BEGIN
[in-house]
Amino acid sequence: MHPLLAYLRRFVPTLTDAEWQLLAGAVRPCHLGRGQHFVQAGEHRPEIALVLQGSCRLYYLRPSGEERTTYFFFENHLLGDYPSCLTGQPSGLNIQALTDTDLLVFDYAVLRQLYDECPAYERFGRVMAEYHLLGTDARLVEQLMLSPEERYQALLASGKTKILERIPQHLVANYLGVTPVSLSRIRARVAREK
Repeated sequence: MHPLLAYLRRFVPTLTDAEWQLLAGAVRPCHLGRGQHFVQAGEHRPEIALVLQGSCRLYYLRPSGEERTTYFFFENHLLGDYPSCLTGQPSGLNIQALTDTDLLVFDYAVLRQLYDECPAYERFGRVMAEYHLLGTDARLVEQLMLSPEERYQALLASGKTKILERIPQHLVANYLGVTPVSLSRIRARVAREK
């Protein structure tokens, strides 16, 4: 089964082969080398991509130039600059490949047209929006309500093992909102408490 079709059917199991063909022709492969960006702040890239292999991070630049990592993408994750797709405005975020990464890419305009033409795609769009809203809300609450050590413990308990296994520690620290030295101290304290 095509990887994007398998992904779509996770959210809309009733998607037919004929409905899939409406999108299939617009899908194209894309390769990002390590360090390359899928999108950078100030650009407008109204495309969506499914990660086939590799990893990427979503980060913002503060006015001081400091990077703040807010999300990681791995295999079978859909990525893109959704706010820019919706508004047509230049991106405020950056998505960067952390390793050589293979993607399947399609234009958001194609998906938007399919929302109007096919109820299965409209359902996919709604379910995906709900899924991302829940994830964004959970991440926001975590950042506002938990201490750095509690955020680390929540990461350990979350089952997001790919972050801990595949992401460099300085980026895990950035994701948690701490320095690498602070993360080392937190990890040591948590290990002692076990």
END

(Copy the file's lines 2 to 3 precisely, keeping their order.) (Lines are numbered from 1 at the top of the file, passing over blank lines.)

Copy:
Amino acid sequence: MHPLLAYLRRFVPTLTDAEWQLLAGAVRPCHLGRGQHFVQAGEHRPEIALVLQGSCRLYYLRPSGEERTTYFFFENHLLGDYPSCLTGQPSGLNIQALTDTDLLVFDYAVLRQLYDECPAYERFGRVMAEYHLLGTDARLVEQLMLSPEERYQALLASGKTKILERIPQHLVANYLGVTPVSLSRIRARVAREK
Repeated sequence: MHPLLAYLRRFVPTLTDAEWQLLAGAVRPCHLGRGQHFVQAGEHRPEIALVLQGSCRLYYLRPSGEERTTYFFFENHLLGDYPSCLTGQPSGLNIQALTDTDLLVFDYAVLRQLYDECPAYERFGRVMAEYHLLGTDARLVEQLMLSPEERYQALLASGKTKILERIPQHLVANYLGVTPVSLSRIRARVAREK